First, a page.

Egg Yolk - © Times of

COVID-19 Lock Down Cooking Fun: Sabayon & Friends!

Rewind to yesterday’s post, when I mentioned that the orphaned Egg Yolks from all those Egg White recipes would be used forthwith in a Dessert post today. Now, fast forward back to today, as we learn how to whip up (literally) a creamy, delicious ‘almost instant’ Custard from just a few simple ingredients…

Almond Sabayone with Fruit - © IGA.netAlmond Sabayon with Fresh Fruit: Just one of thousands
of combinations awaiting your consideration…

I’m always amazed when I stop to consider the wide variety of extraordinary, yet simple dishes that can be made from nothing more than an Egg and a few additional ingredients most of us have in our pantries.Yesterday we toured the realm of the Egg White. Today, let’s have a look at what we can do with the Egg Yolks we have left over.

A little (personal) history…

I clearly remember the day, when I was at culinary school, that I was responsible for Desserts on the luncheon menu at the school’s white-tablecloth restaurant, and my Crème Caramels (the first time I’d attempted to make them!) were running late. I hadn’t reckoned on them needing time to set up in the fridge before un-moulding them. I was having fits, because everyone on the regular restaurant staff had been telling me how popular the Crème Caramel was with the resto’s most faithful patrons – mainly college staff and guests they wanted to impress.

But after plunging my three dozen still warm and liquid CCs in to then walk into freezer in a desperate attempt to peed them up, my Chef instructor just said, “Well. We’ll have to come up with something just as classy and indulgent as a stand-in. But it will have to be something ‘instant’ as well…” I was skeptical, but he already had a plan.

An awkward moment

Our culinary class was co-ed, and the women often had to dodge outbursts of frustration (or panic) from the guys expressed in language some of us would have preferred the men had left in the locker room. But, as our first-semester lab instructor had warned, a restaurant or hotel kitchen could be a rough environment right up to the Chef, who might be the kind who might toss off his own spicy comments or toss substandard food across the floor depending on his own state of mind at any given moment. So the women decided, early on among ourselves, to just ignore bad behaviour from the men and press on. The way you would with a misbehaving child who was just looking for attention. The worst thing you could do was was give it to them.

Imagine our surprise when Chef winked and informed the Dessert Crew he was going to share a recipe that was the perfect cap to a late-night seduction menu featuring a fluffy Cheese Soufflé opener followed by a Salmon en Croûte main…

“This one is nearly foolproof, fast and absolutely entrancing,” he chuckled. “My boss, the first place I worked after I got out of school, used to say it would really make the panties drop!” The guys in the group guffawed, and girls turned silently pink. I, alone, called him out as a dirty old man. He just smiled.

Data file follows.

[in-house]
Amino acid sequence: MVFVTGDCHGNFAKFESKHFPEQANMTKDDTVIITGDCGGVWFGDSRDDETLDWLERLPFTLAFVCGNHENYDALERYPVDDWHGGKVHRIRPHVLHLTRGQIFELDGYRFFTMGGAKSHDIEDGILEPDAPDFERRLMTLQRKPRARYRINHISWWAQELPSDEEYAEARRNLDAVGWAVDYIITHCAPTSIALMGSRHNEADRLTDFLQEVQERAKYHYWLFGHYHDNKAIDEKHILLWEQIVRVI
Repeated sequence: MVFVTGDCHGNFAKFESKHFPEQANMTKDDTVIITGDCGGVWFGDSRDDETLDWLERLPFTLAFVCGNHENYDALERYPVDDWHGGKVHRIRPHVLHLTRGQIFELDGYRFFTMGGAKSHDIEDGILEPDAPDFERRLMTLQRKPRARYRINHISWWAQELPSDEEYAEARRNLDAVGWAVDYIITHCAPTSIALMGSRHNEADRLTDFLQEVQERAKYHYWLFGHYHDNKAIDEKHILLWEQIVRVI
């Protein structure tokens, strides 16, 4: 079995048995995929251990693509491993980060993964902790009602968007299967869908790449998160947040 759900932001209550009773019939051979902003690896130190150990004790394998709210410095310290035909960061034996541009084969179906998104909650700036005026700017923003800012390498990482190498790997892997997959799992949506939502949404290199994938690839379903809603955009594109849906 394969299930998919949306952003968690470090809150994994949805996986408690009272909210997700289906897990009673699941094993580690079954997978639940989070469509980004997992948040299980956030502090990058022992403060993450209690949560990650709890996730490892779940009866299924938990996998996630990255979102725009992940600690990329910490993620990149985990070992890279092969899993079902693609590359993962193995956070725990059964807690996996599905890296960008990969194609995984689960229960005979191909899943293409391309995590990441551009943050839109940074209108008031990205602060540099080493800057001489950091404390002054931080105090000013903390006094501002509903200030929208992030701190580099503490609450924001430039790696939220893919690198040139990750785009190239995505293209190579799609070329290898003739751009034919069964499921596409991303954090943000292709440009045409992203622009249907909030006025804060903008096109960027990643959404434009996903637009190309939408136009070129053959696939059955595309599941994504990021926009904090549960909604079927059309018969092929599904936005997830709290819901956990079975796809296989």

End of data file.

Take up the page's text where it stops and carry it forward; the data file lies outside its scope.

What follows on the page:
What you need

For each serving*:

1 large Egg Yolk
1 tbsp. / 15 ml Granulated Sugar
1 tsp. / 5 ml Fortified Wine or Spirits (or more, to taste)

* For best results, make Sabayon in larger batches (of at least 6 servings at a time)


1 large balloon whisk
1 large steel mixing bowl
1 large sauce pan

Martini glasses, Brandy Balloons, or other suitable stemmed serving glasses

What you do

Set up a double boiler with the mixing bowl sitting over the simmering Water. Tip the bowl a little toward the same side as your dominant hand – the one in which you’ll hold your whisk.

Place the Yolks Sugar and Spirits into the bowl, and whisk briskly. The idea is to incorporate air into the Yolks and cook them, gently, at the same time. The trick – if there can truly be said to be one – is to just cook the Yolks enough to create a smooth, creamy Custard and not cook them until they curdle or – God forbid! – solidify. You can keep whisking as long as you want to, within reason. Ideally you’ll keep going just until you can dip a finger into the Custard and not feel any undissolved Sugar granules. The Yolks should at least double or triple in volume, depending on how hard you whisk, but don’t push it beyond the thick, custardy stage.

Transfer the Custard to those fancy single-serving glasses you’ve set aside and place in the fridge to cook and consolidate before serving. Or, you can serve the Sabayon immediately, warm, as a thick liquid, if you want. This is the method to follow if you intend to use the Custard as a sauce for some other dessert.

After the Custard does set, you can add a garnish of your choice and it won’t sink to the bottom of the glass. As for that garnish: you can add pretty much anything you want as long as it complements the flavour Spirits you used in the Custard.

About the Spirits: My instructor swears by Baily’s Irish Creme Liqueur. I prefer Triple Sec or Grand Marnier. Marsala or similar Fortified Wine is traditional.

My final take

An off-the-cuff Sabayon has saved a fancy dinner for me more than once, when the planned Dessert has not worked out.Just keep your wits about you and make like you planned it that way. I’ve successfully made Sabayon over a portable burner at the table (like Cherries Jubilees)!

And here’s another Chef’s secret: some of you will no doubt have noticed the similarity between Sabayon and Italian Zabaglione. They’re close cousins, made the same way, but with different traditional ingedients. To make a classic Zabaglione, add some Sweet White Wine to the Sabayon recipe as well as some Marsala Wine. Zabaglione is classically served warm, as a creamy, saucy dessert. The extra Wine helps keep it smooth and creamy.

~ Maggie J.